Key Lookups In SQL Server

In this article, you will learn about key lookups in SQL server.

What is a Key Lookup?

One of the easiest things to fix when performance tuning queries are Key Lookups or RID Lookups. The key lookup operator occurs when the query optimizer performs an index seek against a specific table and that index does not have all of the columns needed to fulfill the result set. SQL Server is forced to go back to the clustered index using the Primary Key and retrieve the remaining columns it needs to fulfill the request. A RID lookup is the same operation but is performed on a table with no clustered index, otherwise known as a heap. It uses a row id instead of a primary key to do the lookup.

As you can see these can be very expensive and can result in substantial performance hits in both I/O and CPU. Imagine a query that runs thousands of times per minute that includes one or more key look ups. This can result in tremendous overhead which is generated by these extra reads and it effects the overall engine performance.

Let’s look at an example.

  1. SELECT [SalesOrderID],[CarrierTrackingNumber],[OrderQty],[ProductID],  
  2. [UnitPrice],[ModifiedDate]    
  3. FROM [AdventureWorks2014].[Sales].[SalesOrderDetail]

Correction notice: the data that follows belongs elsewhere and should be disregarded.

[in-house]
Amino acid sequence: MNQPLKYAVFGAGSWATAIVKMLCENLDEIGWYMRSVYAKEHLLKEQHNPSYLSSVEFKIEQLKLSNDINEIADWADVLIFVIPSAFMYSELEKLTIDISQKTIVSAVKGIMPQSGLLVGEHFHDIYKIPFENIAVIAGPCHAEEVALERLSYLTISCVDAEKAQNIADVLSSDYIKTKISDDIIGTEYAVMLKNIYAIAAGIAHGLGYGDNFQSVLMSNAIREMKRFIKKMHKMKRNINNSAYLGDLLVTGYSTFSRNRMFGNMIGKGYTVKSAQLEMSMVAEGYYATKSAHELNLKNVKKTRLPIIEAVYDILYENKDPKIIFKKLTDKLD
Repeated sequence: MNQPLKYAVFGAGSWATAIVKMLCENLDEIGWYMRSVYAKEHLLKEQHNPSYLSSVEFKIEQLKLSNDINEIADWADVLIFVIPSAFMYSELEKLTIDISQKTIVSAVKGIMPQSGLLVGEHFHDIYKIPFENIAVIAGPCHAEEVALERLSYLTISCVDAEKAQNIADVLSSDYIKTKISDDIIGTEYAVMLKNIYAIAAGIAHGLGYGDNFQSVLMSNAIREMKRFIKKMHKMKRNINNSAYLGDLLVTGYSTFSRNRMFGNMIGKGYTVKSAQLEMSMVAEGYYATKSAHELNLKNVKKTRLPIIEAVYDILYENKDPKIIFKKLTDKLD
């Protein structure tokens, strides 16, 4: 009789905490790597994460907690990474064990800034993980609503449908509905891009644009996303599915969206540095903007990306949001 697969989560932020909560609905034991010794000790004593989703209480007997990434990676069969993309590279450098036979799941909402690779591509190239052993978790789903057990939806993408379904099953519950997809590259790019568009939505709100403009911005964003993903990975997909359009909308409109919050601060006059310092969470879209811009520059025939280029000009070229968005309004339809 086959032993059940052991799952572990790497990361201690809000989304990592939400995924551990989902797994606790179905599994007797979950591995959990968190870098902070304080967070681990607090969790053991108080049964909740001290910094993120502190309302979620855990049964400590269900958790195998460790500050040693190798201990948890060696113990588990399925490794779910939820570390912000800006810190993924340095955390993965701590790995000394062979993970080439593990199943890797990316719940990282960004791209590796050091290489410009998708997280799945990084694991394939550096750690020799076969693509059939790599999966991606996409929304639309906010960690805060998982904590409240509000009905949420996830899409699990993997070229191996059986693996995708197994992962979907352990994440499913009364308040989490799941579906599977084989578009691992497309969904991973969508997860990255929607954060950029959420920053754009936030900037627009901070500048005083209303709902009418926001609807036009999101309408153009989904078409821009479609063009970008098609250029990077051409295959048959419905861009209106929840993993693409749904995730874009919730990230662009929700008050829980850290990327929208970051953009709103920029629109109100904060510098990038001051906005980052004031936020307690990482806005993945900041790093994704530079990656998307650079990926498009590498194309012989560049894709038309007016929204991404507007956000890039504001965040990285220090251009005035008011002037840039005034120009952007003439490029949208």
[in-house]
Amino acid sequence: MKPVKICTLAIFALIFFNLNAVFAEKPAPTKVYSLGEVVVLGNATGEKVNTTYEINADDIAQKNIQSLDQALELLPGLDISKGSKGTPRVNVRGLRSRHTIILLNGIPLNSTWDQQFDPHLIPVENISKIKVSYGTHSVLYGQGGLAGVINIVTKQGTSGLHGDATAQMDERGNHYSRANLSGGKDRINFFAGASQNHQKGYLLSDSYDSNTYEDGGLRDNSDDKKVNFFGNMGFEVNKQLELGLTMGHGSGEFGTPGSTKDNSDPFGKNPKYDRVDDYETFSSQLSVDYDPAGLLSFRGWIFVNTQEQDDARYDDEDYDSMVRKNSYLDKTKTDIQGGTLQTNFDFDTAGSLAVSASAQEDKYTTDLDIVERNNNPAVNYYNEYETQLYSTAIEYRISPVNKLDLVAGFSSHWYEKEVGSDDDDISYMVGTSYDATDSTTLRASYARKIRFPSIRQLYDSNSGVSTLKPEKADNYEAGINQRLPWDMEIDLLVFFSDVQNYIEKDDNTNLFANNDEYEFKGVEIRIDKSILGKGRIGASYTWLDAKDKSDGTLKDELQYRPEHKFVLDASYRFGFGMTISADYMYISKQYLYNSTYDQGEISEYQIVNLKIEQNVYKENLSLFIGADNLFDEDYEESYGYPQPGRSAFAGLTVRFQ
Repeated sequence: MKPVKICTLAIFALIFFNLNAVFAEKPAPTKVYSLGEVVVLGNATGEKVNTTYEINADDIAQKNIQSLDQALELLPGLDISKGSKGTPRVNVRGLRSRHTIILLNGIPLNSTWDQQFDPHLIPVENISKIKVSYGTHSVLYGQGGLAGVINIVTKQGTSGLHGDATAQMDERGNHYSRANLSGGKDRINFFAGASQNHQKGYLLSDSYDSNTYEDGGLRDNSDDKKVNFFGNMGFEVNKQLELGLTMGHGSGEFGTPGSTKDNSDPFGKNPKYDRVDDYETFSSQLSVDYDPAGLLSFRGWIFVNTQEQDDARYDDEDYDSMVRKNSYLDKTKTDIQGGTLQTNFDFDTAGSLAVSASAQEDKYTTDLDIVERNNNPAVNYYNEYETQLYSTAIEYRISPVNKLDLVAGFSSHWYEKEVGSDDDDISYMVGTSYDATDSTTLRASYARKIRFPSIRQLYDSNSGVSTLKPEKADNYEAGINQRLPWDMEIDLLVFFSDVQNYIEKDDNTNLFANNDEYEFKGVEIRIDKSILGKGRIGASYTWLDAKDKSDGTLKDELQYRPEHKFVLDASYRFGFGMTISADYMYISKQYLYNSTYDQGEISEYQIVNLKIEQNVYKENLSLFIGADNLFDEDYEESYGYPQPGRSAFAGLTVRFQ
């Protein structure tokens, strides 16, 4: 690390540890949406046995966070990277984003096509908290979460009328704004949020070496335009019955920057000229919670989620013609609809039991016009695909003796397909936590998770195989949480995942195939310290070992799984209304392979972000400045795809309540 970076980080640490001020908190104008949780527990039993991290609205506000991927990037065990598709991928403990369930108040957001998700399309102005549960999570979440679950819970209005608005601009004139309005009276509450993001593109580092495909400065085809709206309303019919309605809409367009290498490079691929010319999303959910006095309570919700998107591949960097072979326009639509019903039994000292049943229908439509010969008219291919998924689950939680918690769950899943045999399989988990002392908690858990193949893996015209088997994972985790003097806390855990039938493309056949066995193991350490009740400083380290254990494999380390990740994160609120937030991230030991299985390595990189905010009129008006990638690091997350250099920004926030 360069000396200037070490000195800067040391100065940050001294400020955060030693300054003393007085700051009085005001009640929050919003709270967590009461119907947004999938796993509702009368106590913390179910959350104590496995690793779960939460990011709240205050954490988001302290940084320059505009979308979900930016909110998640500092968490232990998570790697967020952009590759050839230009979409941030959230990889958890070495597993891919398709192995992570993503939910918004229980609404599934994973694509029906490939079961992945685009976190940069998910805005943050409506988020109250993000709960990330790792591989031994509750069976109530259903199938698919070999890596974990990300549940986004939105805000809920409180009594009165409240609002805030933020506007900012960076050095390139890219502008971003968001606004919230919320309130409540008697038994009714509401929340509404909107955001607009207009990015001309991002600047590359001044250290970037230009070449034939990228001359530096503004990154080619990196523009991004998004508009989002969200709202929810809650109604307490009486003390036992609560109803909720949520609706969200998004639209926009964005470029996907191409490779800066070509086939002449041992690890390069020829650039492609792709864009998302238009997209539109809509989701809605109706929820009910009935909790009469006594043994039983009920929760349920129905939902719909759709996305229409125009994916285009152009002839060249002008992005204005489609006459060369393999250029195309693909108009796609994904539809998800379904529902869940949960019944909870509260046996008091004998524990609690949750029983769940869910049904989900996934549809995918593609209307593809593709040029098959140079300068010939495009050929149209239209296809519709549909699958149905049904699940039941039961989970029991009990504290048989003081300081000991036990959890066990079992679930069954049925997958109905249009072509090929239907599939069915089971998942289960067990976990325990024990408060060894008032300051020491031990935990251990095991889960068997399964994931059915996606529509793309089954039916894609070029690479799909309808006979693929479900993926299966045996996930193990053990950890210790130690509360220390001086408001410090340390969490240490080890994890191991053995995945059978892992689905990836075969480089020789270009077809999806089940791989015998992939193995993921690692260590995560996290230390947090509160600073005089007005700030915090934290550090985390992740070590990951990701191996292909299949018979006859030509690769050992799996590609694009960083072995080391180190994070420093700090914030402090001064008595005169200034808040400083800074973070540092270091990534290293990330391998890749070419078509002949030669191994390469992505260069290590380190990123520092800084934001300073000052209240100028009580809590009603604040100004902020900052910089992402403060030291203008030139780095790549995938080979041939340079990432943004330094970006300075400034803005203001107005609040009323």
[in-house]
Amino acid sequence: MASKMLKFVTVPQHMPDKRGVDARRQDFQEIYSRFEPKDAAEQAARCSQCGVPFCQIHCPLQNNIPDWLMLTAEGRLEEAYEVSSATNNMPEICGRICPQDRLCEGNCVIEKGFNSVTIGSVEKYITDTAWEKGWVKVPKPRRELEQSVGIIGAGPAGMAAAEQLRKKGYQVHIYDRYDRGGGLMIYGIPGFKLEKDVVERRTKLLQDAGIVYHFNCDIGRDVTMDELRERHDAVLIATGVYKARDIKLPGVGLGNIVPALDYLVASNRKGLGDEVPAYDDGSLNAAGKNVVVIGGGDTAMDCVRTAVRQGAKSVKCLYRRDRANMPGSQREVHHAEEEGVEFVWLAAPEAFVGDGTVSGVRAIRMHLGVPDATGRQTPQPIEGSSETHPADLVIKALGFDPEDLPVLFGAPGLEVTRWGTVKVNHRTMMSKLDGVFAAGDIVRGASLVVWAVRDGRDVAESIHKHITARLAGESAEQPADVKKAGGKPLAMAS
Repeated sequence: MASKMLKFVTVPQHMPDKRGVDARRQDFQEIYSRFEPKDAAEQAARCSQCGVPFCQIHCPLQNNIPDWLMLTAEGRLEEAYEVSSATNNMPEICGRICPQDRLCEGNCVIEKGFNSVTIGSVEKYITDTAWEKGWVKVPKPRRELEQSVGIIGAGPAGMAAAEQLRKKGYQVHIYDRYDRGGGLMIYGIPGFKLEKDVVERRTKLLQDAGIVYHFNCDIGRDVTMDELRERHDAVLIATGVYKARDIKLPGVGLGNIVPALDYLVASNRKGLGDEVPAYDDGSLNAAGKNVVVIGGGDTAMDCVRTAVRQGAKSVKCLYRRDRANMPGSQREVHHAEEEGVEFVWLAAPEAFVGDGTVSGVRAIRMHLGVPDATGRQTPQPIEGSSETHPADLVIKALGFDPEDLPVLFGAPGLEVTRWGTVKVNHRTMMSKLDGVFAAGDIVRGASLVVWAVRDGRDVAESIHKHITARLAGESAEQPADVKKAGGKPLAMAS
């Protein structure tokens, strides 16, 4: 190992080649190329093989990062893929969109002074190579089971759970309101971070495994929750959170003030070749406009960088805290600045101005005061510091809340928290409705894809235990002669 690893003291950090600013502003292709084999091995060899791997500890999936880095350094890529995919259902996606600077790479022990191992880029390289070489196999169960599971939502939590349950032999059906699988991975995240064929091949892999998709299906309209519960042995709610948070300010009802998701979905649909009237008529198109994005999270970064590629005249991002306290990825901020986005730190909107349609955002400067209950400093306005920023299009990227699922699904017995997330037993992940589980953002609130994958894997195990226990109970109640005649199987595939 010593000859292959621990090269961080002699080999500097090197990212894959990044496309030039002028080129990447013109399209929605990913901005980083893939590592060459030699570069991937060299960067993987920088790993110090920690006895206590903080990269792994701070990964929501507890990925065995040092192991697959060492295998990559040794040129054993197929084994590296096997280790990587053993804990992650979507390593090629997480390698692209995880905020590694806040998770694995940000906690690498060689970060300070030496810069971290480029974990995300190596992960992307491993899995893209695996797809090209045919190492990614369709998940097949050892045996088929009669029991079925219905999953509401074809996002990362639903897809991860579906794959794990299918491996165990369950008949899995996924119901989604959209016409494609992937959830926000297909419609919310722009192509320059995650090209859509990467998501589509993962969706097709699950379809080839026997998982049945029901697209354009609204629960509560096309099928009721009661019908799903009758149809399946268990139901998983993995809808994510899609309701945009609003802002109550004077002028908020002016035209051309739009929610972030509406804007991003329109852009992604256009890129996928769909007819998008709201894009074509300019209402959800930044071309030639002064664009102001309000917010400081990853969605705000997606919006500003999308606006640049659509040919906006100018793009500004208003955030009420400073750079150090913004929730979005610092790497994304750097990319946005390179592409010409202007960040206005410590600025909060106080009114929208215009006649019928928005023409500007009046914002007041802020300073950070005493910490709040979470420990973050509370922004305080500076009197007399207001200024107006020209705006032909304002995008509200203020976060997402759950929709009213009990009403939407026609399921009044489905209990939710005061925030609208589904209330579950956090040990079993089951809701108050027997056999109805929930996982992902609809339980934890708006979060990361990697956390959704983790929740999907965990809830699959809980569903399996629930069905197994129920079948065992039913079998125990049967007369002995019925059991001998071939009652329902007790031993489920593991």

4. Where [ModifiedDate]> 2014/01/01  and [ProductID]=772  
Key Lookups In SQL Server
The cost of the key lookup operator is 99% of the query. You can see it did an Index Seek to the IX_SalesOrderDetail_ProductID which is very effective, but that index did not have all the columns needed to satisfy the query. The optimizer then went out to the clustered index PK_SalesOrderDetail_SalesOrderID_SalesOrderDetailID to retrieve the additional columns it needed. You can see what it got by hovering over the key lookup in the query plan window.
Key Lookups In SQL Server 
The good thing about Key and RID look ups is that they are super easy to fix. With a little modification to the non-clustered Index IX_SalesOrderDetail_ProductID we can change to query plan from an Index Seek and a Key Lookup to a very small index seek. All we have to do is recreate that index and add the Output List fields as Included columns on that index.
  1. CREATE NONCLUSTERED INDEX [IX_SalesOrderDetail_ProductID]   
  2. ON [Sales].[SalesOrderDetail]([ProductID] ASC)  
  3. INCLUDE ([CarrierTrackingNumber],[UnitPrice], [ModifiedDate], [OrderQty])  
  5. ON [PRIMARY]  

And as you can see, we now have an Index Seek only and a more efficient plan.

Key Lookups In SQL Server 

Key Lookups can cause performance headaches, especially for queries that run many times a day. Do yourself and your environment a favor and start hunting these down and get them fixed. Jonathan Kehayias (B|T) has a great blog on how to locate theses in plan cache be sure to check it out.